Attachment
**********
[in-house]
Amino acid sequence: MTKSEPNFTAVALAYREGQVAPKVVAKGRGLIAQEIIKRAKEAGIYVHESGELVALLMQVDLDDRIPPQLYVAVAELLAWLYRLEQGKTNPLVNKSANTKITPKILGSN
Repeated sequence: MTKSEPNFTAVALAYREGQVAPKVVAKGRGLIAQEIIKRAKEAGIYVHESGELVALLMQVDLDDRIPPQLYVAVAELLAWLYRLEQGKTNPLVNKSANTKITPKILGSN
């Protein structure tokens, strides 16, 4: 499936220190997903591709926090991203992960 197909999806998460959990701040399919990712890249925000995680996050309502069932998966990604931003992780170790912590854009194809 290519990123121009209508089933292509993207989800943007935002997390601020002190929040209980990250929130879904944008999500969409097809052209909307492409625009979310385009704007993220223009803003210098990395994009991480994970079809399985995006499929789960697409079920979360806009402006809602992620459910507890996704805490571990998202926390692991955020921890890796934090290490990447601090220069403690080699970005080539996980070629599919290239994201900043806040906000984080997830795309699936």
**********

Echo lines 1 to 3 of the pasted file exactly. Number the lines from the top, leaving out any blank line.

[in-house]
Amino acid sequence: MTKSEPNFTAVALAYREGQVAPKVVAKGRGLIAQEIIKRAKEAGIYVHESGELVALLMQVDLDDRIPPQLYVAVAELLAWLYRLEQGKTNPLVNKSANTKITPKILGSN
Repeated sequence: MTKSEPNFTAVALAYREGQVAPKVVAKGRGLIAQEIIKRAKEAGIYVHESGELVALLMQVDLDDRIPPQLYVAVAELLAWLYRLEQGKTNPLVNKSANTKITPKILGSN